RPGs are inherently character-based games. The term character should in this context be understood as not just physical representations, i.e. the avatar embodies the player, but as something more.
RPG characters have features that develop throughout gameplay, and commonly personalities, goals and motivations that are either pre-defined or in case of player-controlled characters, which emerge from the projection of the player into the character and control of the character during gameplay.
While the typical RPG contains many characters, it is the player-controlled character or characters which form the focal point of interaction between the player and the game world.
This makes RPG character design important to development - if the character is not interesting to play, the gaming experience will not be of a sufficient quality to motivate the player to continue playing.
Fascinating characters can make a game and create lasting relationships with the player that keep them coming back for more - as is evidenced in the game series featuring characters such as Lara Croft, April Ryan, Max Payne, Crash Bandicoot and Sonic the Hedgehog.
In general, there are two ways of approaching game character design in RPGs: Either completely pre-define the character (e.g. the Final Fantasy-series), potentially with some room for customization by the player, or let the player inhabit a "shell" - an avatar which the player can project him- or herself into (e.g. Diablo I and II).
There is an ongoing discussion about the strengths and weaknesses of pre-defined vs. player-scripted characters, and the purpose of this piece is not to debate the relative merits of different solutions to character design.
In general, most RPGs fall somewhere in between the two extremes, for example in offering development of skills/stats, customizable appearance and the opportunity to act along a good-evil axis when communicating with NPCs.
This offers some support for the player to either project their own personality onto the character, or create a character with personality and behavior different from their own. There is no ultimate right or wrong approach; many different forms have been shown to work in practice.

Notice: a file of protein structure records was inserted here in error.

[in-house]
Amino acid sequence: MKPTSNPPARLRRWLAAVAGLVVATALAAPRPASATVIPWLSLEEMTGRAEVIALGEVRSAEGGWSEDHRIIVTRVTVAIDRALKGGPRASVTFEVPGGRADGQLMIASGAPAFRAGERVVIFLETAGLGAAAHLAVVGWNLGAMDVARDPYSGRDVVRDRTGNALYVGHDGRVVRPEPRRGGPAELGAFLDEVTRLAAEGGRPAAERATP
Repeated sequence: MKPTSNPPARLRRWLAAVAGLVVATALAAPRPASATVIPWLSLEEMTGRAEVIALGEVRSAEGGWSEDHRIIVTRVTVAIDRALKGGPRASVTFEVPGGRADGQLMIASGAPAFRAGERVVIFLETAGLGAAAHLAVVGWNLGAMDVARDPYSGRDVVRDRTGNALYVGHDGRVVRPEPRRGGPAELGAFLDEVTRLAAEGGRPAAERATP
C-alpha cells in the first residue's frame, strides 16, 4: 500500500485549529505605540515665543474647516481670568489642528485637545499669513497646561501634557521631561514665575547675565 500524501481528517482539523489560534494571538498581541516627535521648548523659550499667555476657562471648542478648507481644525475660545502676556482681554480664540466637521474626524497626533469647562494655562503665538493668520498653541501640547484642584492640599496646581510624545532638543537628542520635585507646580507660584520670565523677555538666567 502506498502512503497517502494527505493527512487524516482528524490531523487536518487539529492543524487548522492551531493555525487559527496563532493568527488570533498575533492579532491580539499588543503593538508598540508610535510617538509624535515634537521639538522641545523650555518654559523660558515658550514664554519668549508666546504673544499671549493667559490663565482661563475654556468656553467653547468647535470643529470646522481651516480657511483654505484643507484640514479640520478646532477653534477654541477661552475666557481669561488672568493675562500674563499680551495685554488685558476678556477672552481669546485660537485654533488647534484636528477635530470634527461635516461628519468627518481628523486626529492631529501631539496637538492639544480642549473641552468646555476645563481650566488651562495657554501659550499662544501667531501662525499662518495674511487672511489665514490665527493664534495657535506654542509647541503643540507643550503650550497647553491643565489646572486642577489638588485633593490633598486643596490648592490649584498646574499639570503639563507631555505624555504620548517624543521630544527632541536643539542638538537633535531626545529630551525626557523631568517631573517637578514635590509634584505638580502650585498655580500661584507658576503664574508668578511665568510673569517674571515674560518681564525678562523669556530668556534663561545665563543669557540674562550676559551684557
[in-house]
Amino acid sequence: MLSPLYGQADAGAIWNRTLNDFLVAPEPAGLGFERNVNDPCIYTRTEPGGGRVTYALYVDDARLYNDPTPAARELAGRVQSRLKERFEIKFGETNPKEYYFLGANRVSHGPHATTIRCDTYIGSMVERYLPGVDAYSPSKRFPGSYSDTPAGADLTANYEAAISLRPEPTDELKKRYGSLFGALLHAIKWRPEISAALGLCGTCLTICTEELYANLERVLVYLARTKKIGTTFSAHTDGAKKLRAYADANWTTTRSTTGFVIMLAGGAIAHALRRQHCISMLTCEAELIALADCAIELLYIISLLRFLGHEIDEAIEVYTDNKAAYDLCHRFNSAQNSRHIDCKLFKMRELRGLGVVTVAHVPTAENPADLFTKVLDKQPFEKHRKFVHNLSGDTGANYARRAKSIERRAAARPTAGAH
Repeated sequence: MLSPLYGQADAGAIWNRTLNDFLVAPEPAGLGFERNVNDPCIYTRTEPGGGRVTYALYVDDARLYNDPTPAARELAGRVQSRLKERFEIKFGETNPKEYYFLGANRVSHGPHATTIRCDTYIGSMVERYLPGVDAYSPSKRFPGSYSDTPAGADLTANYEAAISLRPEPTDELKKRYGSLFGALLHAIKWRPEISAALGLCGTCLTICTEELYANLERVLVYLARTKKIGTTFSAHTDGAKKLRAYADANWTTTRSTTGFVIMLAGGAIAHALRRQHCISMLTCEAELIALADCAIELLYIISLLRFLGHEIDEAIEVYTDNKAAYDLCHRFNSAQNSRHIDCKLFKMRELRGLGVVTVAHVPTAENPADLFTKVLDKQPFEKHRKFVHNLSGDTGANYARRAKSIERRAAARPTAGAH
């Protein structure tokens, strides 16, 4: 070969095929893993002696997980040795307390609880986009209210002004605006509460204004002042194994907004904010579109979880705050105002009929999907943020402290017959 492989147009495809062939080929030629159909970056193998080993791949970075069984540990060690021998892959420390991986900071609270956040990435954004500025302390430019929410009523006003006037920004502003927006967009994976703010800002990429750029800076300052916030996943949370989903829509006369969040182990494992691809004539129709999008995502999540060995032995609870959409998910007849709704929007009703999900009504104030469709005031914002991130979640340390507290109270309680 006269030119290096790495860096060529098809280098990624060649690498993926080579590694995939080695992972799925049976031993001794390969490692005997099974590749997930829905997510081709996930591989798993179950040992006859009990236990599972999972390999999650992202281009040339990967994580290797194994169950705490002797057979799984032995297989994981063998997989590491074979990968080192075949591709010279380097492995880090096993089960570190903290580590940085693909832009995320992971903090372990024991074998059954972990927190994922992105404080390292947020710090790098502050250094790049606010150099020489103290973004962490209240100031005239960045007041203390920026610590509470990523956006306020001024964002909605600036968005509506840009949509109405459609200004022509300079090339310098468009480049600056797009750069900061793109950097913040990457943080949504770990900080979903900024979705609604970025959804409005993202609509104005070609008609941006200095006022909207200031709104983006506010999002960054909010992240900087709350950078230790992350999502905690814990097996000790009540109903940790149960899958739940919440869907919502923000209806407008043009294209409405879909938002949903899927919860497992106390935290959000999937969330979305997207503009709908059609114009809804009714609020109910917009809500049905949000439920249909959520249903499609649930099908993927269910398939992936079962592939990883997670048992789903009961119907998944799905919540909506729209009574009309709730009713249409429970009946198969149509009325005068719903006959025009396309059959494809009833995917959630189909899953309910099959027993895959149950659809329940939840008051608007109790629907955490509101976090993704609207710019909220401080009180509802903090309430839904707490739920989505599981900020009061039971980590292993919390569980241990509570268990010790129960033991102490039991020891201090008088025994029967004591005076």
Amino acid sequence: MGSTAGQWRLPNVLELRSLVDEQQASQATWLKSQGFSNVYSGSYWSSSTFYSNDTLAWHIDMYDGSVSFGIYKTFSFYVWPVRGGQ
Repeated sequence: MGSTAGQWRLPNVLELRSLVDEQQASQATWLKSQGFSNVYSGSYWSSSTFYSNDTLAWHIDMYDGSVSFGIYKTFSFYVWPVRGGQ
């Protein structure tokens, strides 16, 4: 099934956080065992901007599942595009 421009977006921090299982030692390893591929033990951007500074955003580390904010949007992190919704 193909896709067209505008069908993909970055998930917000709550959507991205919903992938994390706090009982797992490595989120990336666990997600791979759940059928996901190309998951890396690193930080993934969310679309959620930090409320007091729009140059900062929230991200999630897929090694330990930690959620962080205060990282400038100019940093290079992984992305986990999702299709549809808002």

Irrespective of the balance between pre-scripted and player-scripted, the lead character of a game story in an RPG is a most important element and is normally player-controlled. If players cannot associate with the lead character the storyline will not be enjoyable, no matter how great it is.
Where games differ from traditional media such as books and movies is in the interactive relationship between the player and the character. Therefore the character has to be compatible with the viewpoints and psychology of all the potential players in the target audience. Maintaining such a balance in character design is very difficult - it is one thing to design and describe the character, and place it in the game world.
But the game designer also has to ensure that the way the character moves and acts follows the singular vision of the character; and furthermore ensure that the player can add what the game design either intentionally or unintentionally leaves open.
Because player characters (and to varying degrees non-player characters) are alpha and omega in RPGs, a substantial amount of attention to their creation is necessary to ensure that they function as intended.
In games with as varied gameplay opportunities as the typical RPG, players have a wide freedom in testing boundaries, developing strategies and in other ways utilize their characters in ways unanticipated by the designer. It is therefore always exciting - and often frustrating - to see what happens the first time the players sit down in front of a prototype and alpha-phase testing is begun.